I look forward to more videos by you in the future! I continue to enjoy how Gentleman's Gazette continues to grow in such positive ways. I've been a fan since I found your first video! Keep up the great work Preston, Sven, and anyone else behind the scenes there at the Gazette and Fort Belvedere!
(Had to edit it to take out a small superlative! 😜)
Preston is a great addition to the Gentleman's Gazette. I will share this video with Rudolph. Thank you, Preston, for a great first and informative video. Happy Birthday To You! Oh and by the way do you have videos of you singing?
Excellent topic, I place a lot of importance on the clarity of communication and enjoyed this video very much. Additionally, I find Preston immediately likable; I'm looking forward to more of his videos.
Superlatives have been in regular use for millennia. Rather than outright discouraging their use, perhaps discouraging against their overuse would be most suitable (to use a superlative) to remedy the problem in modern English.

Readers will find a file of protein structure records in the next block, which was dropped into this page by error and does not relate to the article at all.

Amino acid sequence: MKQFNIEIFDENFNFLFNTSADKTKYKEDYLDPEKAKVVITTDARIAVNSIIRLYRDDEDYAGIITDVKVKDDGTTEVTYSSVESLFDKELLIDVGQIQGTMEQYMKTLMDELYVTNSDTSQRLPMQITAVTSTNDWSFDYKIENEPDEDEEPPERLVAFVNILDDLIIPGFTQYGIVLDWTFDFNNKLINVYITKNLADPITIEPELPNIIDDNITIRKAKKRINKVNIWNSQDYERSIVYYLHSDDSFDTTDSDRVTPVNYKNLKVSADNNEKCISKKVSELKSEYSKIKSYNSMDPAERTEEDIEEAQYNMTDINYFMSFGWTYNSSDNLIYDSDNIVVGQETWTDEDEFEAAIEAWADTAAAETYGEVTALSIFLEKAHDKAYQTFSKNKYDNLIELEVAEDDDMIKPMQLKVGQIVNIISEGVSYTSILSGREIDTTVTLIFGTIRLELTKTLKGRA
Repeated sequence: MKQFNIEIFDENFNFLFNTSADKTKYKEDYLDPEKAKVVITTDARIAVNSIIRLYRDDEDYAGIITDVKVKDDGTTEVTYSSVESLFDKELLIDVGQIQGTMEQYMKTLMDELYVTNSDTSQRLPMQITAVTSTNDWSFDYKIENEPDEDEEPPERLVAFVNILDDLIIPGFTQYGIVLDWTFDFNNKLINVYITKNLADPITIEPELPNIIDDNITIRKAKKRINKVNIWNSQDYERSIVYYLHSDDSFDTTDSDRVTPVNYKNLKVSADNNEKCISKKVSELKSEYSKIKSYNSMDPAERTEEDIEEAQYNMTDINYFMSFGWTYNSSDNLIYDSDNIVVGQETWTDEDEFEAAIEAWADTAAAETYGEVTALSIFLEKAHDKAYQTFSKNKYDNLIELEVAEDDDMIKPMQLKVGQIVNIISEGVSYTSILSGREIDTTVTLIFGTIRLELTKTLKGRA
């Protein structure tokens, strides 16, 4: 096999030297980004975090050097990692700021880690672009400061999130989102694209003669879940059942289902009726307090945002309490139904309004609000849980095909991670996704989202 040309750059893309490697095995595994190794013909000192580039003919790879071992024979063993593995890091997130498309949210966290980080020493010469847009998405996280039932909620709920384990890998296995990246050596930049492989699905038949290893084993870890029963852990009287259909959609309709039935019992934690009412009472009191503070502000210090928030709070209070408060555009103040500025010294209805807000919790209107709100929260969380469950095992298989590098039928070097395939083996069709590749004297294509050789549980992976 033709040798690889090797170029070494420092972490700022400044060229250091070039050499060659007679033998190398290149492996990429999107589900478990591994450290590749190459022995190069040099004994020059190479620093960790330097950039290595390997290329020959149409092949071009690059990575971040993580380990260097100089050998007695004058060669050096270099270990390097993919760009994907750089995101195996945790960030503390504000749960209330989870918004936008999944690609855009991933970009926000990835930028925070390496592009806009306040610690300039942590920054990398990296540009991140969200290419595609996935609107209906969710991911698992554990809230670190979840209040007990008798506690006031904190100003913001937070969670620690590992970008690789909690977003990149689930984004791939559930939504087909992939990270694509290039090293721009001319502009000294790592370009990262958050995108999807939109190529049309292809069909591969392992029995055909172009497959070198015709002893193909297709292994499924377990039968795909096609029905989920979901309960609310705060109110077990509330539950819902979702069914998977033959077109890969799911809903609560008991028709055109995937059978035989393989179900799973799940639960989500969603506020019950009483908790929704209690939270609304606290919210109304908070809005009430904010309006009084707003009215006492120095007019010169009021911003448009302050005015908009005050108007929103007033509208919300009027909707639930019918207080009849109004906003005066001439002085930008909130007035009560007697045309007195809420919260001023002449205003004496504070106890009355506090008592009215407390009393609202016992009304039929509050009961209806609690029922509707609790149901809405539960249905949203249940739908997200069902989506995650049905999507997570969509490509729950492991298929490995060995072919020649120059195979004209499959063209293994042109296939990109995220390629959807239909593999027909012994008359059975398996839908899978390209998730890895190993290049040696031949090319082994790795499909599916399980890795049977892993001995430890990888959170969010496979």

It's worse even than that; now common for your average teen to say; 'That was _literally_ the best movie ever.' , when it isn't - they just liked it a bit.
Reaction to Mr new presenter? - I'd like him to wind down the intensity a good deal. I feel as though someone's trying to sell me something I don't want. Early days, I know.
Kardashians: "literally", a very overused verbal crutch at present. It annoys me no end. "like, I literally went to the toilet and took a huge $hit", you took a dump, you vile fame-addicted cretin. Anything "literal" about that is completely redundant.
It’s easy in this video to tell that Preston is nervous; there are several facial tics that appear to give it away. However, it’s also easy to tell that this is something he’s very interested in, so it’s clear he’s nervous because he wants to do a good job.
You did a good job with this, Preston. You’ll get even better with practice. Mr Schneider made an excellent choice.